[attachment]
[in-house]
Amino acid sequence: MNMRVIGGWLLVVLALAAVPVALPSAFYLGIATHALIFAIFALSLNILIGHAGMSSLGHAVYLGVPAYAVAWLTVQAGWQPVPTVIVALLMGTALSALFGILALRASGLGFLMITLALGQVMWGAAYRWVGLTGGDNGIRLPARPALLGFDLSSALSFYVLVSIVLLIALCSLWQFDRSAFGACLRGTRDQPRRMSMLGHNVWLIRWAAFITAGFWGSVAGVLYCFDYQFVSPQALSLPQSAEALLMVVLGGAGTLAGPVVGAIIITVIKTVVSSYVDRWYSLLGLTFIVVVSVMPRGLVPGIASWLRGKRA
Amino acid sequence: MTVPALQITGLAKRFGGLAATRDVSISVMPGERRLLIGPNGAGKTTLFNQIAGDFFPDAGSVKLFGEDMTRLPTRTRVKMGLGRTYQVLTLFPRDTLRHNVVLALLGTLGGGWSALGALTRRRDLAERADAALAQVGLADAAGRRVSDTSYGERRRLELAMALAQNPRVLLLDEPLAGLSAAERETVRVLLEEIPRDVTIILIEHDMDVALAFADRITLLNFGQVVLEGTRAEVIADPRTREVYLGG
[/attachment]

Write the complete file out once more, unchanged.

[in-house]
Amino acid sequence: MNMRVIGGWLLVVLALAAVPVALPSAFYLGIATHALIFAIFALSLNILIGHAGMSSLGHAVYLGVPAYAVAWLTVQAGWQPVPTVIVALLMGTALSALFGILALRASGLGFLMITLALGQVMWGAAYRWVGLTGGDNGIRLPARPALLGFDLSSALSFYVLVSIVLLIALCSLWQFDRSAFGACLRGTRDQPRRMSMLGHNVWLIRWAAFITAGFWGSVAGVLYCFDYQFVSPQALSLPQSAEALLMVVLGGAGTLAGPVVGAIIITVIKTVVSSYVDRWYSLLGLTFIVVVSVMPRGLVPGIASWLRGKRA
Amino acid sequence: MTVPALQITGLAKRFGGLAATRDVSISVMPGERRLLIGPNGAGKTTLFNQIAGDFFPDAGSVKLFGEDMTRLPTRTRVKMGLGRTYQVLTLFPRDTLRHNVVLALLGTLGGGWSALGALTRRRDLAERADAALAQVGLADAAGRRVSDTSYGERRRLELAMALAQNPRVLLLDEPLAGLSAAERETVRVLLEEIPRDVTIILIEHDMDVALAFADRITLLNFGQVVLEGTRAEVIADPRTREVYLGG